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  • 1
    ISSN: 1573-0972
    Keywords: Conidia ; cultures ; fermentation ; G. fujikuroi ; morphological ; strains
    Source: Springer Online Journal Archives 1860-2000
    Topics: Biology , Process Engineering, Biotechnology, Nutrition Technology
    Notes: Abstract Strain H-984 of G. fujikuroi grown for 38 h in a shake flask with medium containing 20 g glucose l−1, 3 g yeast extract l−1, 2.5 g NH4NO3 l−1, 0.5 g KH2PO4 l−1, 0.1 g MgSO4 l−1, 1 g CaCO3 l−1, and inoculated into a bioreactor with medium containing 60 g glucose l−1; 1 g NH4Cl l−1; 3 g KH2PO4 l−1 and 1.5 g MgSO4 l−1 produced 1100 mg gibberellic acid l−1.
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  • 2
    ISSN: 0038-0717
    Source: Elsevier Journal Backfiles on ScienceDirect 1907 - 2002
    Topics: Biology , Geosciences , Agriculture, Forestry, Horticulture, Fishery, Domestic Science, Nutrition
    Type of Medium: Electronic Resource
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  • 3
    ISSN: 0038-0717
    Source: Elsevier Journal Backfiles on ScienceDirect 1907 - 2002
    Topics: Biology , Geosciences , Agriculture, Forestry, Horticulture, Fishery, Domestic Science, Nutrition
    Type of Medium: Electronic Resource
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  • 4
    Electronic Resource
    Electronic Resource
    Amsterdam : Elsevier
    Soil Biology and Biochemistry 26 (1994), S. 1501-1506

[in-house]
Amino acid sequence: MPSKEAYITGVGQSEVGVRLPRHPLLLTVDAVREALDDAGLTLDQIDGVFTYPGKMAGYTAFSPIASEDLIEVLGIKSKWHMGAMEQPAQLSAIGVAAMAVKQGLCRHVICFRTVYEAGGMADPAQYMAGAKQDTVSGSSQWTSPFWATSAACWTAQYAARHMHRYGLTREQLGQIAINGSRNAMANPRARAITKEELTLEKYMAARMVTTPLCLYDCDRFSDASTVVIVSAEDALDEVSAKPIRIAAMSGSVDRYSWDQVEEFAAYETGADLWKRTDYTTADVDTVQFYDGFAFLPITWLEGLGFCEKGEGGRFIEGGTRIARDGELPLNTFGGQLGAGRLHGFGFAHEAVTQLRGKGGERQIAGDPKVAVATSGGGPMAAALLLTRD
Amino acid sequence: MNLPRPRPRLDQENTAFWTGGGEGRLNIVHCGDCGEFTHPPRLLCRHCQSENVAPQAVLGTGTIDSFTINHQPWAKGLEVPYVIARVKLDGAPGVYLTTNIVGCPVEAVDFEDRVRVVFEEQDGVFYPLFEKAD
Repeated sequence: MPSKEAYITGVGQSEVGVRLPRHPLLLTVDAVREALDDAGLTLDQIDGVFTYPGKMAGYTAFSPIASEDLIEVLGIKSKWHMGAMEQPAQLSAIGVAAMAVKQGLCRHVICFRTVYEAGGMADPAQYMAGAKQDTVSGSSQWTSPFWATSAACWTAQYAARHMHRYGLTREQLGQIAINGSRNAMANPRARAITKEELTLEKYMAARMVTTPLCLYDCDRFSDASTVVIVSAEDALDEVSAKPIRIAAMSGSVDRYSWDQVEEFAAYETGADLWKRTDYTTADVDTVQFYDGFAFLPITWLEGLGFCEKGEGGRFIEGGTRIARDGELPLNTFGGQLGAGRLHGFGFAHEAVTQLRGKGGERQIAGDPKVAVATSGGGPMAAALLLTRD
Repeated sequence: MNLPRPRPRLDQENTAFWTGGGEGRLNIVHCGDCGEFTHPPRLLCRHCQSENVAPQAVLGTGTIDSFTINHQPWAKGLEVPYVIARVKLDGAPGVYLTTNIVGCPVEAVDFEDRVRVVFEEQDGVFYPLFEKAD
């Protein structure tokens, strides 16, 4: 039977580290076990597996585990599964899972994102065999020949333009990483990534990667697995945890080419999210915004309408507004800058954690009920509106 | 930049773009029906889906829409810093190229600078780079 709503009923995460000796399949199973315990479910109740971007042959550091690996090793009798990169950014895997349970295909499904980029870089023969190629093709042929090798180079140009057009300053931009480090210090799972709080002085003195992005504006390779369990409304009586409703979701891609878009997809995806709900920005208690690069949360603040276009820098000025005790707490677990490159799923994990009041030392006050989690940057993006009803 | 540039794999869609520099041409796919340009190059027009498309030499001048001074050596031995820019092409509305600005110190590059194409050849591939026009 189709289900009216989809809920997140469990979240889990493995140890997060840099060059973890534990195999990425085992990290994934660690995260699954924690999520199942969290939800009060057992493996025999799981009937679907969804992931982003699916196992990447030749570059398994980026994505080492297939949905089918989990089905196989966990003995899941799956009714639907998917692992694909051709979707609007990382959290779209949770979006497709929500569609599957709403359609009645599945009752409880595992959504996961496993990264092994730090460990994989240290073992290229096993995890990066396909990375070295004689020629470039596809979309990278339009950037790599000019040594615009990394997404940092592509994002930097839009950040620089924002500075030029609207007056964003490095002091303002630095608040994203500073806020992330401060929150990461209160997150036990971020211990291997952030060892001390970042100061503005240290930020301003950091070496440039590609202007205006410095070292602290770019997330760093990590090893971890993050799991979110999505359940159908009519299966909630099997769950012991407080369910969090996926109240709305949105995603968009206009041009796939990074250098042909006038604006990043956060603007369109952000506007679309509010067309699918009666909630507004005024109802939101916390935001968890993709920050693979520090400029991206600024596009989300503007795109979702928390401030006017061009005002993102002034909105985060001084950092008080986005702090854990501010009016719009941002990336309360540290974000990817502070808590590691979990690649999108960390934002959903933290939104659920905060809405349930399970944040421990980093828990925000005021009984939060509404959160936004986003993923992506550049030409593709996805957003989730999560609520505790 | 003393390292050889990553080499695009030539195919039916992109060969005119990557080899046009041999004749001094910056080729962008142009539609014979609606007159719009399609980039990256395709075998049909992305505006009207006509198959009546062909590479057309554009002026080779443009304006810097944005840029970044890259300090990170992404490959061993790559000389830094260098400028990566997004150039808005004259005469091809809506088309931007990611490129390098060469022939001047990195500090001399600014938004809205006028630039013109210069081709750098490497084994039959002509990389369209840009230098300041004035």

ISSN: 0038-0717
    Source: Elsevier Journal Backfiles on ScienceDirect 1907 - 2002
    Topics: Biology , Geosciences , Agriculture, Forestry, Horticulture, Fishery, Domestic Science, Nutrition
    Type of Medium: Electronic Resource
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  • 5
    ISSN: 1432-0789
    Keywords: Key words Mesquite ; Carbon dioxide production ; Nitrogen mineralization ; Microbial biomass carbon ; Nitrous oxide production
    Source: Springer Online Journal Archives 1860-2000
    Topics: Biology , Geosciences , Agriculture, Forestry, Horticulture, Fishery, Domestic Science, Nutrition
    Notes: Abstract  In the central highlands of Mexico, the vegetation is dominated by mesquite (Prosopis spp.), a leguminous tree or shrub. An experiment was carried out to investigate how cultivating the land and the disappearance of the natural ecosystem affected the biological functioning of the soil. Soil was sampled from under the canopy of isolated (MESQ treatment) and densely growing mesquite trees (DENS treatment), from the surrounding soil not covered by the canopies of the trees (BARE treatment) and from adjacent land cultivated with maize (ARABLE treatment). Soil was characterized and then incubated aerobically for 39 days at 22±1  °C and CO2, N2O production, microbial biomass C and inorganic N concentrations were monitored. The organic C content was 2.3 times and 1.1 times greater in the MESQ and the BARE treatments, respectively, than in the ARABLE treatment, while microbial biomass C was 3.5 times and 1.3 times greater. The microbial biomass activity as expressed by CO2 production was 5.9 times and 3.9 times greater in the MESQ and the BARE treatments, respectively, than in the ARABLE treatment, while N mineralization, as witnessed by the increase in NO3 – concentrations, was 3.4 times and 1.7 times greater. No significant amounts of N2O were produced in any of the treatments. It was found that cultivating land characterized by the presence of mesquite changed its characteristics profoundly, and even soil not covered by tree canopies had higher microbial biomass C, and C and N mineralization than soil cultivated with maize and beans.